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Janna S. Landsperger, ACNP-BC; Matthew W. Semler, MD
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FINANCIAL/NONFINANCIAL DISCLOSURES: See earlier cited article for author conflicts of interest.

Division of Allergy, Pulmonary, and Critical Care Medicine, Vanderbilt University School of Medicine, Nashville, TN

CORRESPONDENCE TO: Janna S. Landsperger, ACNP-BC, 11611 21st Ave S., T-1218, Nashville, TN 37232-2650


Copyright 2016, American College of Chest Physicians. All Rights Reserved.


Chest. 2016;150(3):746-747. doi:10.1016/j.chest.2016.06.015
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We appreciate the interest demonstrated by Drs Alrajab and Abubaker in our study of critically ill adults cared for by acute care nurse practitioners (ACNPs). Among almost 10,000 patients admitted to a tertiary medical ICU over 3 years, we observed no difference in outcomes between patients cared for by ACNPs vs resident physicians. Drs Alrajab and Abudbaker express concerns over the ability of ACNPs to handle complex patients and the generalizability of ACNP-delivered critical care to community ICUs.

The assertion that “nurse practitioners cannot handle complex ICU patients” is not supported by our study’s findings or other published data.,, In the manuscript, we described the observed mortality for patients on each service across the spectrum of expected mortality. Even among patients with expected in-hospital mortality > 90%, outcomes on the ACNP and resident teams were comparable. This was confirmed in multivariable and propensity score analyses adjusting for vasopressor receipt, mechanical ventilation, and other potential confounders.

Complexity and severity of illness may be difficult to discern from summary measures. An example of a patient cared for by the ACNP team during the study may help. A 36-year-old woman was admitted with septic shock, disseminated intravascular coagulation, and multiorgan system failure from Enterobacter meningitis. In the 24 hours after ICU admission, she was intubated and started on three vasopressors, as well as continuous renal replacement therapy. Over the next 20 days, she was weaned from vasopressors and renal replacement, extubated, and discharged with follow-up in the ICU recovery clinic staffed by the same ACNPs who cared for her throughout her ICU stay.

We agree with Drs Alrajab and Abubaker that caution is required in generalizing our findings. Both arms of our study occurred in a closed academic tertiary ICU. Every patient’s care was overseen by an intensivist attending physician and a critical care fellow. The ACNPs had prior experience as critical care nurses, substantial in situ training, and the support of the division and hospital administration.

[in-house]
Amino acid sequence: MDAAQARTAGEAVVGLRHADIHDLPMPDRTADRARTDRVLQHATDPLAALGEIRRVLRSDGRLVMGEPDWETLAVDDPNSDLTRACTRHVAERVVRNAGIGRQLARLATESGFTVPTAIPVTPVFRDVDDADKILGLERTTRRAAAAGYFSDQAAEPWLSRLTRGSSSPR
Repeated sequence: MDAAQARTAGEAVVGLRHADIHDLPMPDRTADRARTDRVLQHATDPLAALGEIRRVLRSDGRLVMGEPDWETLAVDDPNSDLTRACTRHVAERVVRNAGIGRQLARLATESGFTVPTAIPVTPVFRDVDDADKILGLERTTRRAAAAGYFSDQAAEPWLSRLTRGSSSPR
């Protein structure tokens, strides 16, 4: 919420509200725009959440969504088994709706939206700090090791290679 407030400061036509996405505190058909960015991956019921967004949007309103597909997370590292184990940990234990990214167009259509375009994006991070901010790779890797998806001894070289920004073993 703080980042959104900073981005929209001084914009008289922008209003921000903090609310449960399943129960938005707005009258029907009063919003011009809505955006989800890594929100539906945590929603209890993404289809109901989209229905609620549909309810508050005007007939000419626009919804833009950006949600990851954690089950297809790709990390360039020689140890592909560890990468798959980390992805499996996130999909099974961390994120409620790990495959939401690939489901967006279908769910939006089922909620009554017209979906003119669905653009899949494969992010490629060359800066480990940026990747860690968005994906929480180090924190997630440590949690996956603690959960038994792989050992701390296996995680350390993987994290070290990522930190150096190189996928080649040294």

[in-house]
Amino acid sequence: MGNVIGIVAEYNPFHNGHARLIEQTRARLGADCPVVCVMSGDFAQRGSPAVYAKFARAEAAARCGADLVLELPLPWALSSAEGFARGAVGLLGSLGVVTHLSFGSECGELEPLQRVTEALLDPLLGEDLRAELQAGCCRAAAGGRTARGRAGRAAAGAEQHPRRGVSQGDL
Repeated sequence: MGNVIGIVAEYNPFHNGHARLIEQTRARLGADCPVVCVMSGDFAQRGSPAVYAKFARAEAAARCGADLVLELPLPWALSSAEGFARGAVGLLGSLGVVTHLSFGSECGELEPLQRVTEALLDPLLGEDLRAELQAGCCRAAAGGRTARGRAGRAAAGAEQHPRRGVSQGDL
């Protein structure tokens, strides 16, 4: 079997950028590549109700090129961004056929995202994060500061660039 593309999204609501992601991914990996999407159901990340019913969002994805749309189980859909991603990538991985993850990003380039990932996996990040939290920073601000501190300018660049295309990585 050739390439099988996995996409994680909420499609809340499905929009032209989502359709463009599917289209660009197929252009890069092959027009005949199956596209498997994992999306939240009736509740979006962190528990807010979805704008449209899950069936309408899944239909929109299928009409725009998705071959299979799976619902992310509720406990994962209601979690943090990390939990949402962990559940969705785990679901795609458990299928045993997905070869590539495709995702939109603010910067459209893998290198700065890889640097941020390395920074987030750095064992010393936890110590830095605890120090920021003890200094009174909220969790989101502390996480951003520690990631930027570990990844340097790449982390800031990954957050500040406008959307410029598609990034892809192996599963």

However, the assertion that it would be “dangerous to assume…that complex cases can be handled safely by ACNPs” under physician supervision in community ICUs echoes the early resistance to female physicians, certified nurse anesthetists, and other previously unthinkable providers who are now pillars of the US health-care system. Highly trained well-supervised ACNPs are already taking care of complex critically ill patients in busy community ICUs across the country. More research on this model is needed, but the question will not be “Should…” but “How should ACNPs care for critically ill patients in the community?”

References

Landsperger J.S. .Semler M.W. .Wang L. .Byrne D.W. .Wheeler A.P. . Outcomes of nurse practitioner-delivered critical care: a prospective cohort study. Chest. 2016;149:1146-1154 [PubMed]journal. [CrossRef] [PubMed]
 
Gershengorn H.B. .Wunsch H. .Wahab R. .et al Impact of non-physician staffing on outcomes in a medical ICU. Chest. 2011;139:1347-1353 [PubMed]journal. [CrossRef] [PubMed]
 
Kawar E. .DiGiovine B. . MICU care delivered by PAs versus residents: do PAs measure up? JAAPA. 2011;24:36-41 [PubMed]journal. [PubMed]
 
Costa D. .Wallace D. .Barnato A. .Kahn J. . Nurse practitioner/physician assistant staffing and critical care mortality. Chest. 2014;146:1566-1573 [PubMed]journal. [CrossRef] [PubMed]
 
Huggins E. .Bloom S. .Stollings J. .Camp M. .Sevin C. .Jackson J. . A clinic model: post-intensive care syndrome and post-intensive care syndrome-family. AACN Adv Crit Care. 2016;27:204-211 [PubMed]journal. [CrossRef] [PubMed]
 

Figures

Tables

References

Landsperger J.S. .Semler M.W. .Wang L. .Byrne D.W. .Wheeler A.P. . Outcomes of nurse practitioner-delivered critical care: a prospective cohort study. Chest. 2016;149:1146-1154 [PubMed]journal. [CrossRef] [PubMed]
 
Gershengorn H.B. .Wunsch H. .Wahab R. .et al Impact of non-physician staffing on outcomes in a medical ICU. Chest. 2011;139:1347-1353 [PubMed]journal. [CrossRef] [PubMed]
 
Kawar E. .DiGiovine B. . MICU care delivered by PAs versus residents: do PAs measure up? JAAPA. 2011;24:36-41 [PubMed]journal. [PubMed]
 
Costa D. .Wallace D. .Barnato A. .Kahn J. . Nurse practitioner/physician assistant staffing and critical care mortality. Chest. 2014;146:1566-1573 [PubMed]journal. [CrossRef] [PubMed]
 
Huggins E. .Bloom S. .Stollings J. .Camp M. .Sevin C. .Jackson J. . A clinic model: post-intensive care syndrome and post-intensive care syndrome-family. AACN Adv Crit Care. 2016;27:204-211 [PubMed]journal. [CrossRef] [PubMed]
 
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